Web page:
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Carrie is currently a Marie Skłodowska-Curie Global Postdoctoral Fellow. She was based the first two years of the fellowship in the Department of Geosciences (supervisor: Prof. E. Troy Rasbury) and the Department of Anthropology (supervisor: Prof. Katheryn Twiss) at Stony Brook University, New York, USA, before returning for her third year in BioArCh, Department of Archaeology at the University of York, UK (supervisors: Dr. Sam Cobb and Prof. Matthew Collins (formerly of the University of York and currently at the University of Cambridge). Her postdoctoral project is MilkTeeth: a biogeochemical investigation of ancient weaning and dairy Milk consumption using human Teeth.
In the year prior to her PhD, Carrie was a Marie Skłodowska-Curie ESR within the PALAEO ITN at the University of York, UK. Her project investigated the potential of mammal iodine deficiency detection in the archaeological record, through the analysis of dental enamel from modern and archaeological seaweed eating sheep in Orkney, Scotland, UK.
Carrie received her MSc at Bournemouth University, UK, where she studied Forensic and Biological Anthropology. Her thesis was titled, An Assessment of Cribra Orbitalia as a Palaeopathological Indicator of an Immune System Induced Anaemic Response to Chronic Disease and Infection on the Human Skeleton. Her undergraduate degrees are a BA in Anthropology with Honours, a Certificate in Forensic Science, with Minors in Chemistry and in Criminal Justice from Hamline University, Minnesota, USA. Her honours thesis was entitled, Human Osteology and Chemistry: Applied and Investigative Research Involving Dietary and Trace Elements, Isotopes and Human Skeletal Material.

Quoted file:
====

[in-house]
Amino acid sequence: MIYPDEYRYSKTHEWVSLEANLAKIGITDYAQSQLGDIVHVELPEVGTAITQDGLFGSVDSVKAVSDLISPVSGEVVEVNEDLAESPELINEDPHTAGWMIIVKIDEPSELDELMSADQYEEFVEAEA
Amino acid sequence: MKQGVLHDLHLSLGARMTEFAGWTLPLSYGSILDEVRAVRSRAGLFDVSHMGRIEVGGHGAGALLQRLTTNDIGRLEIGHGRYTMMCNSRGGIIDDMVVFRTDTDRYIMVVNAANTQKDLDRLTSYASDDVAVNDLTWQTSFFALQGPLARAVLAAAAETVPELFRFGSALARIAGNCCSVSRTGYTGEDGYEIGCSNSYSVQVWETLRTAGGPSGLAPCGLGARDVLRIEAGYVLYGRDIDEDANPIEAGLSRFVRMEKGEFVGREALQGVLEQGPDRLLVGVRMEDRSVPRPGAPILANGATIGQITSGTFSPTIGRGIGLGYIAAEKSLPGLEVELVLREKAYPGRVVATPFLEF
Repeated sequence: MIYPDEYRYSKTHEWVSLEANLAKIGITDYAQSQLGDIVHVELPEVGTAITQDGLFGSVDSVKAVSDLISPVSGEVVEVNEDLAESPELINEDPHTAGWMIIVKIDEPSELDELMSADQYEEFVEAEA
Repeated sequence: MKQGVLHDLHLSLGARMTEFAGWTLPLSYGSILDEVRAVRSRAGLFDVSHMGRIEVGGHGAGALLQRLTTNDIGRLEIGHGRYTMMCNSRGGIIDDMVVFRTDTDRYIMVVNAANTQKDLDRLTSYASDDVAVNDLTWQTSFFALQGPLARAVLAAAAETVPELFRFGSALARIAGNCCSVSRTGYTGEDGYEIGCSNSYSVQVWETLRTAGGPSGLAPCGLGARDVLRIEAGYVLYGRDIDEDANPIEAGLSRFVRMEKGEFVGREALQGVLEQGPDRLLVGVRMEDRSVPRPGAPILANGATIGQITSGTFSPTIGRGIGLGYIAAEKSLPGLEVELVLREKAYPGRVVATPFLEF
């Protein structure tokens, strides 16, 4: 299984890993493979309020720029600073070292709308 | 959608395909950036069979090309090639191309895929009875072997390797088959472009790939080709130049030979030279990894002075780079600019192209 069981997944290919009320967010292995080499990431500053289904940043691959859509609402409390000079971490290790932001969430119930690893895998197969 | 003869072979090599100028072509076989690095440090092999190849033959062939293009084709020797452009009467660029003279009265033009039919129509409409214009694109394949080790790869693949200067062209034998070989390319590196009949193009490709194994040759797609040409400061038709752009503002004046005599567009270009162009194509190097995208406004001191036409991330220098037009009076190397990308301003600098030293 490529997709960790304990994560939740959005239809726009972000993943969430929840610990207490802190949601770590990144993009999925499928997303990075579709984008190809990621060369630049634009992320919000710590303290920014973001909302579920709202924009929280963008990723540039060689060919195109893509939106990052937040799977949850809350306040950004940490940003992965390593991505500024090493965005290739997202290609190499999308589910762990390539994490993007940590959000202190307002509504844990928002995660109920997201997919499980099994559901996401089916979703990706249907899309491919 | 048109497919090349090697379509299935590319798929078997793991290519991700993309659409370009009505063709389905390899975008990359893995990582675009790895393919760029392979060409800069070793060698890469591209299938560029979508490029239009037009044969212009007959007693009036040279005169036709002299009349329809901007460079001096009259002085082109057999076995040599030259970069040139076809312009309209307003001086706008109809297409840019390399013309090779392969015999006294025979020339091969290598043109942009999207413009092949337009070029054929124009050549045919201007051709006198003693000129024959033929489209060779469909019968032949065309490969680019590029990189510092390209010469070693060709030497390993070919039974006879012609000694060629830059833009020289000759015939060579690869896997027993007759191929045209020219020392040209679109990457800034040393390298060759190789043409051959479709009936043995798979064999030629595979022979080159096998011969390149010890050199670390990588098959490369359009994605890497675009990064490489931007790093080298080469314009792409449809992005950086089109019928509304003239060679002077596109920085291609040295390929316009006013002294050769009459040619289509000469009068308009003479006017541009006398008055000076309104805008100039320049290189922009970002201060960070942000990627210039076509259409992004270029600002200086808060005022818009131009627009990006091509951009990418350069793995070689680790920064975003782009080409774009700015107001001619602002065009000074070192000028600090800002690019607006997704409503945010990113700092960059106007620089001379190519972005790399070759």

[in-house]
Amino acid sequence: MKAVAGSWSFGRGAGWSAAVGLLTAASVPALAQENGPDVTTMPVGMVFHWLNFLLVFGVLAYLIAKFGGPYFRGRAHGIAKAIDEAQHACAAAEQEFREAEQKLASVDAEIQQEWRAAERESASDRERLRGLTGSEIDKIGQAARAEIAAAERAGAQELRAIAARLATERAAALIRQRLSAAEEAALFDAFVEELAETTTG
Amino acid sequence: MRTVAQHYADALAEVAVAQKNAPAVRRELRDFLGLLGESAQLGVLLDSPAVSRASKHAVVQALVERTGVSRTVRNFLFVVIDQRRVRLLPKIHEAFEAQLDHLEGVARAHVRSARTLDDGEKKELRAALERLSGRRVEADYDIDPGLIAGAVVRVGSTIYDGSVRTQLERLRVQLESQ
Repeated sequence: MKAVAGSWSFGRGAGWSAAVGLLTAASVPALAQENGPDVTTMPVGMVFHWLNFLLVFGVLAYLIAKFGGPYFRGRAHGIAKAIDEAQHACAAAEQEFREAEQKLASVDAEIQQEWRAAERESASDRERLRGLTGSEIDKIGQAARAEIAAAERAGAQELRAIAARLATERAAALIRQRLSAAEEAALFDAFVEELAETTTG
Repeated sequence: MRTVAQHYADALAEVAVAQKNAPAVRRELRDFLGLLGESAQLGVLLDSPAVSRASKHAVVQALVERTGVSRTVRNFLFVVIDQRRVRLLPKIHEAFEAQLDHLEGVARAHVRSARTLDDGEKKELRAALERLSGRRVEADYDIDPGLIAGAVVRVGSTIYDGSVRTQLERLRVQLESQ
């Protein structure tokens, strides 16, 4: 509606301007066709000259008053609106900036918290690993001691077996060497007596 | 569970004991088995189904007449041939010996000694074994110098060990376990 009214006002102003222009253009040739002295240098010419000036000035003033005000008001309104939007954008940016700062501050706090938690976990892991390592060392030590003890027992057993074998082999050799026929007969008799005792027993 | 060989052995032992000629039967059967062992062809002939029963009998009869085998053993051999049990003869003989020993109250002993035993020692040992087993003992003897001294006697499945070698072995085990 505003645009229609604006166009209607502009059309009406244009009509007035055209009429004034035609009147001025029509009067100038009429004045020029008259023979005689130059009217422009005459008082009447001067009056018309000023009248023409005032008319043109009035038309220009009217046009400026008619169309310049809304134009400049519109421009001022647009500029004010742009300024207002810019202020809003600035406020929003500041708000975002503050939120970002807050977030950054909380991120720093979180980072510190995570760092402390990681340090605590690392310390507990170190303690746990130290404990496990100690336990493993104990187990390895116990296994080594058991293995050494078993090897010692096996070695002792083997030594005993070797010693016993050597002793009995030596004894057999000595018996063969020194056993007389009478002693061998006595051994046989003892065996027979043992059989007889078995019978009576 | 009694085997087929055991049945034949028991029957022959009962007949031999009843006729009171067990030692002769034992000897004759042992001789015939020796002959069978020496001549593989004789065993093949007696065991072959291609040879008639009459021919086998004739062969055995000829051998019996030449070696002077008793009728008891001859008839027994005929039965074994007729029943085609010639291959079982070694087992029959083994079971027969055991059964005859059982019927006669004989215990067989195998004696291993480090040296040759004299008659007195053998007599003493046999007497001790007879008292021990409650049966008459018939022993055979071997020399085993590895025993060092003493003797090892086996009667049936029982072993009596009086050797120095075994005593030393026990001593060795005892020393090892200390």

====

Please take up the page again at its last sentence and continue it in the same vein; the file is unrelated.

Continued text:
MilkTeeth builds on Carrie’s DPhil/PhD work as a doctoral fellow within the Marie Skłodowska-Curie ITN Lactase Persistence in the early Cultural History of Europe (LeCHE) at the University of Oxford, UK. LeCHE brought together archaeologists, zooarchaeologists, and researchers in genetics, proteomics and stable isotopes, to investigate milk and its connection to dairying, animal husbandry, health, evolution and society. Her DPhil in Archaeological Science was completed in 2014 under the supervision of Professors Julia Lee-Thorp and Robert Hedges. Her thesis was entitled, Calcium Isotopes in Sheep Dental Enamel: A New Approach to Studying Weaning and Dairying in the Archaeological Record. Carrie also contributed to the AHRC funded project, The first farmers of Central Europe: diversity in LBK lifeways.
Hamilton, J, Bentley, RA, Bickle, P, Fibiger, L, Hedges, R, Reynard, L, Wright, CC, Cullen, P, Dale, C, Nowell, G & Whittle, A (2013). Seeking diversity: Methodology. In P. Bickle & A. Whittle (eds.). The first farmers of Central Europe. Diversity in LBK lifeways. Oxford, Oxbow, 29-48.
Wright, CC (2011). A Weighty Matter. In: May Contain Traces of Milk: Investigating the Role of Dairy Farming and Milk Consumption in the European Neolithic. Heslington, University of York, 159-174.
Wright, CC (2008). Bioarchaeological Analysis of Iodine in Dental Enamel: Initial Analysis of Sheep Dental Enamel for Elemental Iodine for the Purpose of Future Detection of Iodine Deficiency in Ruminants and Humans. In: A. Ritchie (ed.). Holm of Papa Westray site report, 83-87.